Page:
Jumping on this late, but better late than never...Chlorinated vs Non-Chlorinated Soluble Cutting Oils - What's the Difference? Pro's con's etc, according to mfr they are both great and have same basic description, does one work better than other, or is one just less carcinogenic than other, or......
Chlorine in the form used in metalworking fluids is usually a chlorinated paraffin or chlorinated olefin. The reason for using a chlorinated coolant would be to extend tool life when cutting iron-based metals. The chlorine will react with the iron to form a metallic soap. This formation helps prevent BUE, welding, etc. Chlorine is not used for bacterial or fungal control in metalworking fluids. In the absence of a chlorinated EP, many producers will use a sulfurized compound that behaves in a similar way. However, using a sulfurized EP in a water-based coolant gets tricky because sulfur becomes a food source for bacteria.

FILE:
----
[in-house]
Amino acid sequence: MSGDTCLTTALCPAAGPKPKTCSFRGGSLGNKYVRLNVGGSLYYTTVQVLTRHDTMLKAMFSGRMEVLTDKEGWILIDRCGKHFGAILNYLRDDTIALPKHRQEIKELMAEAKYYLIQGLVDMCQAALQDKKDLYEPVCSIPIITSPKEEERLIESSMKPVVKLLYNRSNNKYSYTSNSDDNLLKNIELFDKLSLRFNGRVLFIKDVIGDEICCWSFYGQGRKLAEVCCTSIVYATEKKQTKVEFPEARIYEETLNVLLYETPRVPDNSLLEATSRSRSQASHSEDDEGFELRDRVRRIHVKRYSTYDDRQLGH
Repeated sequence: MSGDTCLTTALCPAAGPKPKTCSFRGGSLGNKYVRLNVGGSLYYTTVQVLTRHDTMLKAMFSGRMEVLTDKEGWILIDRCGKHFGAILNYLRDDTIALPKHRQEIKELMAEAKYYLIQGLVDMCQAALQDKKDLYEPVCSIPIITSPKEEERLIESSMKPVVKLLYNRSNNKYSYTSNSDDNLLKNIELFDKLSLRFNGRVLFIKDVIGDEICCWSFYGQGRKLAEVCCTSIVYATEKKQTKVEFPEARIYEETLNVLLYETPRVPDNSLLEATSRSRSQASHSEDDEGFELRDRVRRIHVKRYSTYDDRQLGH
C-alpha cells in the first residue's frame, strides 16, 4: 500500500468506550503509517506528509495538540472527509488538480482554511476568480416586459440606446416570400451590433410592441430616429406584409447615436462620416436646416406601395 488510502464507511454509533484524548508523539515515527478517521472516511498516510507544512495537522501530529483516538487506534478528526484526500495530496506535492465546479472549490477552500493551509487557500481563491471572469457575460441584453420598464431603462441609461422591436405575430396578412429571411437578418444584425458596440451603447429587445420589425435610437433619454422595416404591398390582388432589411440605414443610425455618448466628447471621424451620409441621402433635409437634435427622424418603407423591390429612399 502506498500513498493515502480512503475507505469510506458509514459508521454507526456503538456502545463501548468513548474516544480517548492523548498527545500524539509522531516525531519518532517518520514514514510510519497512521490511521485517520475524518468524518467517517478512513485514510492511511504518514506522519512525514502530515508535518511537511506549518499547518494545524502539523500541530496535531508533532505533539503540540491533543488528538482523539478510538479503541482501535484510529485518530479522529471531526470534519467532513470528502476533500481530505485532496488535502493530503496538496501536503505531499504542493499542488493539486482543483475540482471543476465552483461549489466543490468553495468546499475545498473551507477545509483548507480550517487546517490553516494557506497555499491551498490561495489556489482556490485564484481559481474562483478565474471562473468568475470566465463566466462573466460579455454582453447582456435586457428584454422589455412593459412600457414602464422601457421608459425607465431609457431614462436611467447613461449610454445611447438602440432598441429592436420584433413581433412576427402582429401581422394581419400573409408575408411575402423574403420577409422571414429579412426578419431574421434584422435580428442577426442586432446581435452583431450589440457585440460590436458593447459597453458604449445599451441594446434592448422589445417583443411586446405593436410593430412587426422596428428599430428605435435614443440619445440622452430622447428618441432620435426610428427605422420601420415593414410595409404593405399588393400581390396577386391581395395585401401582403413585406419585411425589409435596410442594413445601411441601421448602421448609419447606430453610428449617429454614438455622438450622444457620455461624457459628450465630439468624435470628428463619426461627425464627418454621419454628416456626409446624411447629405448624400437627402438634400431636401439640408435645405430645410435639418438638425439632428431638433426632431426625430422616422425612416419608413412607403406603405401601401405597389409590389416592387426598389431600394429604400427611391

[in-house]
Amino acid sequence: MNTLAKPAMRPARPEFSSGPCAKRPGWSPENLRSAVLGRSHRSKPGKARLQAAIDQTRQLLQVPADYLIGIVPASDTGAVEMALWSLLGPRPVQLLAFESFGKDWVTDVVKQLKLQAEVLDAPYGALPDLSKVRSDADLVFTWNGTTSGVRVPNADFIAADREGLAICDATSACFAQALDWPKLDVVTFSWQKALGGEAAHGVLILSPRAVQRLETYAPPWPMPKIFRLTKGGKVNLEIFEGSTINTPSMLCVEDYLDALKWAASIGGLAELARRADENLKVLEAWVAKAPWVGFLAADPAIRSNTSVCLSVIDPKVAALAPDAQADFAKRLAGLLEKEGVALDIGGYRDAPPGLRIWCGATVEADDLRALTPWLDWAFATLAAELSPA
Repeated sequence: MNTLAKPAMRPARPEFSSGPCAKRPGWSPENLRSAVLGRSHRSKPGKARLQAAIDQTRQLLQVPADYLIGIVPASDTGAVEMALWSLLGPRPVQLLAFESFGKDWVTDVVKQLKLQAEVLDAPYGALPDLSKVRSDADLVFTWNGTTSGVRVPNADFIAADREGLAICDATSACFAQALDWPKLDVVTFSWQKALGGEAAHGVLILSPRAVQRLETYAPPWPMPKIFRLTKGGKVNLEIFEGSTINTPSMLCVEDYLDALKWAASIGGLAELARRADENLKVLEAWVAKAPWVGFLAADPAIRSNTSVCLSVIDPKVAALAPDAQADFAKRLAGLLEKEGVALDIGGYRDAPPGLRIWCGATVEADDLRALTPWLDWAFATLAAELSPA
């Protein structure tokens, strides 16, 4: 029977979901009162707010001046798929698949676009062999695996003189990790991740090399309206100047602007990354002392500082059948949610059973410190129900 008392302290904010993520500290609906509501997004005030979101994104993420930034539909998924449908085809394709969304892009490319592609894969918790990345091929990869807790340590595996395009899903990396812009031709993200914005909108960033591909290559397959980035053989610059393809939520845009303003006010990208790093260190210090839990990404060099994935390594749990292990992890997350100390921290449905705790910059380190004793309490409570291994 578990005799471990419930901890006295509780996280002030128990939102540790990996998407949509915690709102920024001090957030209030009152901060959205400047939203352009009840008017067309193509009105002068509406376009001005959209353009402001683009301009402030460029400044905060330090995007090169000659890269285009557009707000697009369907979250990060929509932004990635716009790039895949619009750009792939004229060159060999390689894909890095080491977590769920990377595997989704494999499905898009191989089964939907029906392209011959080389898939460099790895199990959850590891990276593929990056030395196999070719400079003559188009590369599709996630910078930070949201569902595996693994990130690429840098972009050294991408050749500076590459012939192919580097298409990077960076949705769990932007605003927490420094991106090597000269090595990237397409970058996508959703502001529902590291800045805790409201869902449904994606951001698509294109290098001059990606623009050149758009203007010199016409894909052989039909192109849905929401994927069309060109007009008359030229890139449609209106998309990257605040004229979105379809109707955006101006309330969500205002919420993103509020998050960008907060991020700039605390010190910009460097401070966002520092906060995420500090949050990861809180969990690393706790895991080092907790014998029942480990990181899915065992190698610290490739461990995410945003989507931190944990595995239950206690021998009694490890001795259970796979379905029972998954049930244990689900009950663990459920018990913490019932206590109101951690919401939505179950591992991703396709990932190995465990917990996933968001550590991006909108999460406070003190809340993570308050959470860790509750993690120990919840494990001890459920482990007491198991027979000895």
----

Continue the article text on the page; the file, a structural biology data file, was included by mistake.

Chlorinated coolants work best in operations that run slow with deep cuts (relatively speaking). Shops in Europe have been faced with very high disposal costs when using chlorinated coolants, so most do without. Increasing speeds, reducing depth of cuts can help you program out of most EPs. That being said, if you can use them, they are usually a benefit and rarely a con.
Some metals and industries avoid or prohibit the use of halogens because of potential detrimental affects should the part see very high temps in use. With the exception of nuclear work and some jet engine/turbine work, chlorine is rarely a problem. Titanium often sees the use of chlorinated coolants without issue so long as the parts made do not see elevated operating temps. Chlorine is still widely used in the ortho implant industry without problem, for example. Most companies that avoid using chlorinated fluid do so for environmental/waste disposal reasons.